Worker Shot Dead as Copper Protest at Chile’s Codelco Sours

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A worker was shot dead in clashes with Chile’s police as a protest by contractors working with Codelco, the world’s largest copper producer, escalates.

Nelson Quichillao Lopez died early Friday amid protests outside El Salvador, an operation of state-owned Codelco in northern Chile, the labor union, the Confederacion de Trabajadores del Cobre, said in a statement on its website. A second person was hospitalized after sustaining injuries in the incident, Codelco said.

Protesters used two “loaders” stolen from Codelco to attack the police, said Miguel Vargas, intendant for the Atacama Region where the project is based. One of demonstrators tried to run over police officers, who responded with shots that resulted in the death of one worker and the injury of another, he said.

“We deeply regret” the death, Vargas said in comments to Cooperativa radio. Codelco said it will cooperate with authorities to clarify the episode.

The company on Wednesday shut operations at Salvador, located about 1,100 kilometers (684 miles) north of Santiago, to guarantee the safety of workers after company property was stolen and damaged during protests. The closure was costing the company more than $500,000 a day, it said, citing “serious damage” to equipment at the mine.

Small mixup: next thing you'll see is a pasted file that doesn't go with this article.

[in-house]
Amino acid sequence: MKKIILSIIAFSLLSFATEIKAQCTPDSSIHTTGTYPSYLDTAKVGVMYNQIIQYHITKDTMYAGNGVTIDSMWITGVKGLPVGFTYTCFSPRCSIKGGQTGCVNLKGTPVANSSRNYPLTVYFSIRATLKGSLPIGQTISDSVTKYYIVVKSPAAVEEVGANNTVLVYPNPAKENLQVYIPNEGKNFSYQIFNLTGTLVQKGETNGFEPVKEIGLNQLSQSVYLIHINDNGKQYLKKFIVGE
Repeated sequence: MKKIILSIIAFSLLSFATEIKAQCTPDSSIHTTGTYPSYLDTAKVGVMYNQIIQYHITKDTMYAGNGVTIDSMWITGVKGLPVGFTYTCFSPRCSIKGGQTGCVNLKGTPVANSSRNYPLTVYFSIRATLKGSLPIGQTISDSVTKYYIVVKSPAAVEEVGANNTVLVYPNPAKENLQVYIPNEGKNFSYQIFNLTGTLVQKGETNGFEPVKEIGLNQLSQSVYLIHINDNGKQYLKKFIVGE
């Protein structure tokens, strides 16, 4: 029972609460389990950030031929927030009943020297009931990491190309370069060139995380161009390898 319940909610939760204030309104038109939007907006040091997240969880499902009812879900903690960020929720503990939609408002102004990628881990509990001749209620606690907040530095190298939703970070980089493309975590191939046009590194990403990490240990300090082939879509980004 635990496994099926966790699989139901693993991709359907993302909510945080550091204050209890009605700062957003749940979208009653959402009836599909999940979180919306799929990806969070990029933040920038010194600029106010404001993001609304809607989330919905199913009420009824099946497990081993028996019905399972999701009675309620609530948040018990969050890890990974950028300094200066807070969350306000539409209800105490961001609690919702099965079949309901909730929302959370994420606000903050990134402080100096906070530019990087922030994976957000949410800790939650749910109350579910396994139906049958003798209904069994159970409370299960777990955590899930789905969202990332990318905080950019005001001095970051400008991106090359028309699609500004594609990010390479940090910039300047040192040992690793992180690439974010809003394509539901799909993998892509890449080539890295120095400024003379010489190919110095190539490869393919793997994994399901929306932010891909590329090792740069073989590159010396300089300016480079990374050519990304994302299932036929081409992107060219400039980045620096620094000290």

The Confederacion de Trabajadores condemned Friday’s killing and said it held Codelco and the Interior Ministry responsible. Contractors at the company are protesting in support of demands to change the terms of an accord with Codelco that helps regulate their pay and conditions.

Jose Robles, Vice President for Production and Costs, said Codelco was under no obligation to renegotiate the terms, according to Diario Financiero. If any talks do take place, they must take into account productivity improvements, he said.

El Salvador is Codelco’s smallest operation, producing 54,000 tons of copper last year, or about 3 percent of the company’s total output. Copper for delivery in three months on the London Metal Exchange fell as much as 1.5 percent on Friday to $5,191.50, the lowest since 2009.

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